WASHINGTON -- As America pays its respect to President George H.W. Bush, Florida's U.S. senators are looking back at the legacy he leaves behind. 

“He cared about people regardless of what your party is," said Sen. Bill Nelson, D-Florida, who will be leaving the U.S. Senate at the end of the year. 

“I have tremendous admiration for the sort of leadership he showed," Sen. Marco Rubio, R-Florida said. 

Nelson remembers how the former president raced to Walter Reed Hospital to see Florida Congressman Claude Pepper, who was terminally ill. 

“President and Mrs. Bush came there to present him with the Medal of Freedom, the highest honor for a civilian. That shows you what kind of person and president he was," he explained. 

Bush’s most notable connection to the state of Florida was his son, former Gov. Jeb Bush. Rubio remembers when the former president made his way to Tallahassee in 2006.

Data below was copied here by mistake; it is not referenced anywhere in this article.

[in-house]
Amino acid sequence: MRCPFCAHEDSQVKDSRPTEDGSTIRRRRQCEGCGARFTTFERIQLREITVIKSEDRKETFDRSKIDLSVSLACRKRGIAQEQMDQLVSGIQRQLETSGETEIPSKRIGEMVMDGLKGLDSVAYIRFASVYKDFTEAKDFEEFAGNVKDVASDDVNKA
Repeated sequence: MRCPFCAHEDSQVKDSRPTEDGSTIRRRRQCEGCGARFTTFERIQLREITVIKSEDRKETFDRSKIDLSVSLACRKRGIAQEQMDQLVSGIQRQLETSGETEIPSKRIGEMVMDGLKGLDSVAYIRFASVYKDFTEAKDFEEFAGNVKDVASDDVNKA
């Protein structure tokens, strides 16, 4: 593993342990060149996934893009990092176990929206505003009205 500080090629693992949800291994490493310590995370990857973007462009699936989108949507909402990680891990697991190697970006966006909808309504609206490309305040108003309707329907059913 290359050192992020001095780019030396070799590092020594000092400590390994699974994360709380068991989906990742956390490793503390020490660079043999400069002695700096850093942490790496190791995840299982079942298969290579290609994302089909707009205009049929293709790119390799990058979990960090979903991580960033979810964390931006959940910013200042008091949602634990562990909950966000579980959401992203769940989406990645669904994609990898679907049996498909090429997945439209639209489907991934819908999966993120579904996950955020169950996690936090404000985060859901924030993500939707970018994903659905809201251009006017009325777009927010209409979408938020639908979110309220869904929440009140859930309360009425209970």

“He gave a pretty moving speech when he talked about the first election Jeb had lost," Rubio said.

Rubio admits Bush was the first presidential candidate he ever voted for, and admires the way he shepherded the nation through the first Gulf War.

“It was a masterpiece of foreign policy. You could see where all the accumulated years of experience at the CIA, as vice president, as a member of Congress, as a representative in China, all came together," he said.

Wednesday was a national day of mourning, and a moment for lawmakers to put politics aside to honor and embrace the spirit of President Bush’s ability to reach across party lines.

“You've got to come together in bipartisan cooperation to get anything done, and President George H.W. Bush was an excellent example of how he would bring people together," Sen. Nelson said.

Sen.-elect Rick Scott also attended the funeral at the National Cathedral as well. ​